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If you go
What: “Carmina Burana,” featuring the Fort Wayne Ballet, Heartland Chamber Chorale and Fort Wayne’s Children’s Choir
When: 8 p.m. today and 2:30 p.m. Sunday
Where: Arts United Center, 303 E. Main St.
Admission: Tickets, from $23 to $32, are available at Arts United’s ArtsTix Community Box Office, 422-4226.
Cathie Rowand | The Journal Gazette
Kerry Coughlin and Christopher Pennix star in “Carmina Burana” at Arts United Center.

Arts alliance

‘Carmina Burana’ 1st collaboration for local groups

It all started with 250 poems, written in the 13th century by monks and rediscovered in the 19th century.

Roughly 700 years after these poems were created, German composer Carl Orff turned 25 of them into a tour de force that has become one of the more popular and unusual staged entertainments of the 20th and 21st centuries.

Orff’s “Carmina Burana” will be presented today and Sunday thanks to an unprecedented alliance of local arts groups – the Fort Wayne Ballet, the Heartland Chamber Chorale and the Fort Wayne Children’s Choir.

These were obviously no ordinary poems written by monks, not that most of us could begin to define what ordinary might mean in this context.

It’s safe to say that whatever your conception of monk-penned poems is, these are likely to contradict it.

The poems are more bawdy than lofty. They did not celebrate the ethereal, they chronicled the earthly.

“These were itinerant monks,” says Bob Nance, president and artistic director of the Heartland Chamber Chorale. “They were not as keen on keeping vows as they were on working in the world. They kind of got down and dirty with humanity.”

These poems are about life as it was lived and, as it turns out, life as it is still lived.

Nance likens the discovery of these poems to a scientist finding an ancient microorganism frozen in ice. The scientist would have reason to be surprised and he would have reason to be reassured.

“It is a different paradigm (for life), but life is still life,” Nance says.

The monks chronicled “life at its most robust, life at its most tainted, life at its most regal, and life at its most pure,” says Karen Gibbons-Brown, executive director of the Fort Wayne Ballet.

The poems do not describe a world in which a benevolent God gently steers human exertions toward just conclusions. They instead describe life as a “wheel of fortune,” Nance says, where “one person is rewarded for no reason” and then that reward is just as inexplicably taken away.

It almost goes without stating that this is not a typical project for the Fort Wayne Ballet to have taken on.

“There are no tutus and there are no pretty, pretty princesses,” Gibbons-Brown says.

Parental guidance is suggested, although Gibbons-Brown says “nothing inappropriate happens.”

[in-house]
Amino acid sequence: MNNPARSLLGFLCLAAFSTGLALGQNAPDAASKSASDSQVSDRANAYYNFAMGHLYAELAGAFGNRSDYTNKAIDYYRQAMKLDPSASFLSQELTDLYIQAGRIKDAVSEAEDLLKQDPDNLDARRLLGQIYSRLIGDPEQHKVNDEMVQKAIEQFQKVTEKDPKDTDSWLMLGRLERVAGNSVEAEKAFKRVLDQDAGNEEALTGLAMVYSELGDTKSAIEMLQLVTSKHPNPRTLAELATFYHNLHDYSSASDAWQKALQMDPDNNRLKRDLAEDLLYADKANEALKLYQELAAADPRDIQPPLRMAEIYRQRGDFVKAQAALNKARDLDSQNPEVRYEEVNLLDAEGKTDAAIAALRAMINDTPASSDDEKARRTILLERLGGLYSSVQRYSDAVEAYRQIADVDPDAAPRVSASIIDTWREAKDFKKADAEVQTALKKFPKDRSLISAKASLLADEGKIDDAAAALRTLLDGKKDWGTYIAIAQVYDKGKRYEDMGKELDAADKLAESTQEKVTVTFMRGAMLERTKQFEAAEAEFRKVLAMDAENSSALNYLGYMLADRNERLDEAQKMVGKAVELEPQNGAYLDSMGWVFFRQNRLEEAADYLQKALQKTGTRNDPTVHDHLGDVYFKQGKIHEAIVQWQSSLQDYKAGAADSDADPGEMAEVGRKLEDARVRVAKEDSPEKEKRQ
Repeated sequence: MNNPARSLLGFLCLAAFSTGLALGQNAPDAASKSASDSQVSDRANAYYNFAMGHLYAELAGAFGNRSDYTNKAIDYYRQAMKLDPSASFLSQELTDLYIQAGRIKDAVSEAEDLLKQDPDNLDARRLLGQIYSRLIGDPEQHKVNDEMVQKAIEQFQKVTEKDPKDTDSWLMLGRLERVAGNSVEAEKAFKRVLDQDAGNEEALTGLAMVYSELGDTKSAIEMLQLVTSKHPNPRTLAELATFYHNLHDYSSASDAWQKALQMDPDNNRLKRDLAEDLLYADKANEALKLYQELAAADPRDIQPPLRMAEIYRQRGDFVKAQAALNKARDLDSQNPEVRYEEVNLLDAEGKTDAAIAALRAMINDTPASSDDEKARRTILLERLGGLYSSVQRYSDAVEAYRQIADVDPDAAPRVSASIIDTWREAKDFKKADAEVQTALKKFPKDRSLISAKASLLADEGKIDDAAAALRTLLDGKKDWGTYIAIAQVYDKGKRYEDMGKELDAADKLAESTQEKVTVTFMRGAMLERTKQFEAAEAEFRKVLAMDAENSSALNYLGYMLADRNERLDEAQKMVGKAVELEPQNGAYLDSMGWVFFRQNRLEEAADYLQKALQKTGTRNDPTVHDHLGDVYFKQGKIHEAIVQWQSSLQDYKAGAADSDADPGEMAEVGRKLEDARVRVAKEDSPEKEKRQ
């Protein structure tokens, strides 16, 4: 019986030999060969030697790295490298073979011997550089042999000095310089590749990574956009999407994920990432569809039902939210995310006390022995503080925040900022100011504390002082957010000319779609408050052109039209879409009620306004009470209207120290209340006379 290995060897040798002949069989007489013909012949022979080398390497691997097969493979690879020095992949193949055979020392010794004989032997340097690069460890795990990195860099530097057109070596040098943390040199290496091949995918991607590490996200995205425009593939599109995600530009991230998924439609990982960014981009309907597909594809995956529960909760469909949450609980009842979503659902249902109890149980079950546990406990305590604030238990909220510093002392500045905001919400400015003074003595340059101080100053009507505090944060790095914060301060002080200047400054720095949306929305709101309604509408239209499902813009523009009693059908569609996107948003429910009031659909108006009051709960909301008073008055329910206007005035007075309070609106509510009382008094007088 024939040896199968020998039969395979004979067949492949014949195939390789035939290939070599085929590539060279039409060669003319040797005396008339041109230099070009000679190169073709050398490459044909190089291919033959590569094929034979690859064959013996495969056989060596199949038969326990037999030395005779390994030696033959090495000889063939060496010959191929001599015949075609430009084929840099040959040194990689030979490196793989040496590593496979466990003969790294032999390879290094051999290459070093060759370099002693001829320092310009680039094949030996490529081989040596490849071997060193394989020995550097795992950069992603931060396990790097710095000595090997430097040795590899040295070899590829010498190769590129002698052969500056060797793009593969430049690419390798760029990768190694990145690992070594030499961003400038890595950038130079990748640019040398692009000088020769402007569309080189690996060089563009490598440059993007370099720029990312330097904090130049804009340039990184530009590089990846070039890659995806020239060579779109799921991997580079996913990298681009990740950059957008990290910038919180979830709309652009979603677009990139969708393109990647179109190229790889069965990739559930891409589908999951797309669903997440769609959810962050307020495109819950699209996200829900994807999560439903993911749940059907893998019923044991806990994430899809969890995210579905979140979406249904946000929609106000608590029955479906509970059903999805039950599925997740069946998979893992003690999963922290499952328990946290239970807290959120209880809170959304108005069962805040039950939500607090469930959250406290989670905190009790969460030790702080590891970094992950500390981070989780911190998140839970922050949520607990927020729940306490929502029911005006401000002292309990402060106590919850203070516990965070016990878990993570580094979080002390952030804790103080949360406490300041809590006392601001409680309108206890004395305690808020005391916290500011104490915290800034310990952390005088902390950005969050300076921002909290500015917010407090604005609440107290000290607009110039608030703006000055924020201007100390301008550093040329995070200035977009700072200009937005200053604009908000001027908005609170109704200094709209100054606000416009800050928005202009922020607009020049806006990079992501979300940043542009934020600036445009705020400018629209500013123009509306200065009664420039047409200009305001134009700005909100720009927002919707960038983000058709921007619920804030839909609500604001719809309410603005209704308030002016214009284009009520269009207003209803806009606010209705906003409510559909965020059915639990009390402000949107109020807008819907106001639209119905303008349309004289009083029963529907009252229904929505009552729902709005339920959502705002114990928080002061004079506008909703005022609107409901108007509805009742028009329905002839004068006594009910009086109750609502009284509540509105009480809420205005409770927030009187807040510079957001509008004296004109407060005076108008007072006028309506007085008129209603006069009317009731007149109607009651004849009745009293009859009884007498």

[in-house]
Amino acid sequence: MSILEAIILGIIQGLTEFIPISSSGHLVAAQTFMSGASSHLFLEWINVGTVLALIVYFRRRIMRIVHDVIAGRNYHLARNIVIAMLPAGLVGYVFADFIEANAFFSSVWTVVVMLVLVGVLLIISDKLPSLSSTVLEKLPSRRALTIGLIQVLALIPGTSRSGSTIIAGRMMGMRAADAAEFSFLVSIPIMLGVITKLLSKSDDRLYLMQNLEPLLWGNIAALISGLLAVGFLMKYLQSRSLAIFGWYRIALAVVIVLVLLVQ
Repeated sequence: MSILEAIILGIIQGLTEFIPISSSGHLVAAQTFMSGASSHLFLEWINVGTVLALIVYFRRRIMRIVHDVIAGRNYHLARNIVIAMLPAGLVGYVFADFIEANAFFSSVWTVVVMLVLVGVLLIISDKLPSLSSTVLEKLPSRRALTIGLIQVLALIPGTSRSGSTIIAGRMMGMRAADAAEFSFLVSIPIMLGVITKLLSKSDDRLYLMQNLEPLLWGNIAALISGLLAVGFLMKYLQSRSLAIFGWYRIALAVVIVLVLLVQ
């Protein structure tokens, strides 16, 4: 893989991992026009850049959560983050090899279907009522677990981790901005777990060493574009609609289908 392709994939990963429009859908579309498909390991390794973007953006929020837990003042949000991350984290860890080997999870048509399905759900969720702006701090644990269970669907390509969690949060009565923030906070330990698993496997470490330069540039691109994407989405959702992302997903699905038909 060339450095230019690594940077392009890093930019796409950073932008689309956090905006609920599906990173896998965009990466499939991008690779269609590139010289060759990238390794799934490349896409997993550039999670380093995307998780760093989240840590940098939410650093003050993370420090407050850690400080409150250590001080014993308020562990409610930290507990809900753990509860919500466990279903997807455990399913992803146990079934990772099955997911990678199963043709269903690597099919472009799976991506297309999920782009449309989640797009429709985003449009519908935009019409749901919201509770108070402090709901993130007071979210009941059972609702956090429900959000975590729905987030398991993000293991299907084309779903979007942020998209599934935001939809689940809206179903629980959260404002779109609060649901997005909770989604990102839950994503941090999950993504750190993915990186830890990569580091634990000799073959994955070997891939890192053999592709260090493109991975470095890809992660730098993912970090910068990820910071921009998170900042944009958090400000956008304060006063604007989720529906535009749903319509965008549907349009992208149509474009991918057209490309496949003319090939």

“Everyone is fully clothed,” she says.

Lucia Rogers, the Fort Wayne Ballet dancer and faculty member who has danced the role of Giselle, Cinderella, the Sugar Plum Fairy and Princess Aurora, portrays a “harlot” in “Carmina Burana.”

“This role has really been wonderful to rehearse and it is always a pleasure working with David Ingram, who I will be partnering with,” Rogers writes in an email.

“The music and dancing is full of passion and excitement. Just as all of my roles have included a mixture of acting, technique and style, this does the same with a spicy twist.”

Any bawdiness in the songs will not be instantly graspable by anyone who does not have a working knowledge of Latin, High German and Medieval French, the languages used by the monks and Orff, according to Nance.

The music is among the most instantly recognizable in the repertoires of American ballets and orchestras.

Orff’s “O Fortuna!” has been employed to enhance scenes of myth and magic in “Excalibur” and to lend some legitimacy to a reckless shopping cart-riding sequence in “Jackass.”

This production of “Carmina Burana” marks a number of firsts for the arts organizations involved and for the Fort Wayne performing arts community in general: It is the first time that three performing arts groups have opened their seasons simultaneously with a single event and it is the first time in at least 30 years that a full production of “Carmina Burana” has been staged, Gibbons-Brown says.

Gibbons-Brown says “Carmina Burana” is an “unbelievable arts feast.”

Nance says it is so distinctive and provides such a rare live entertainment opportunity that it would be a shame for anyone to miss it.

“These days, everything is prepackaged,” he says, “We all have the same iPhone, we all go home and watch at the same cable, and we can go to a McDonald’s anywhere and get the same thing. But there’s only one Fort Wayne Ballet, there’s only one Heartland Chamber Chorale and there’s only one Fort Wayne Children’s Choir.

“And it’s rare, rare, rare to see this thing done.”

spen@jg.net

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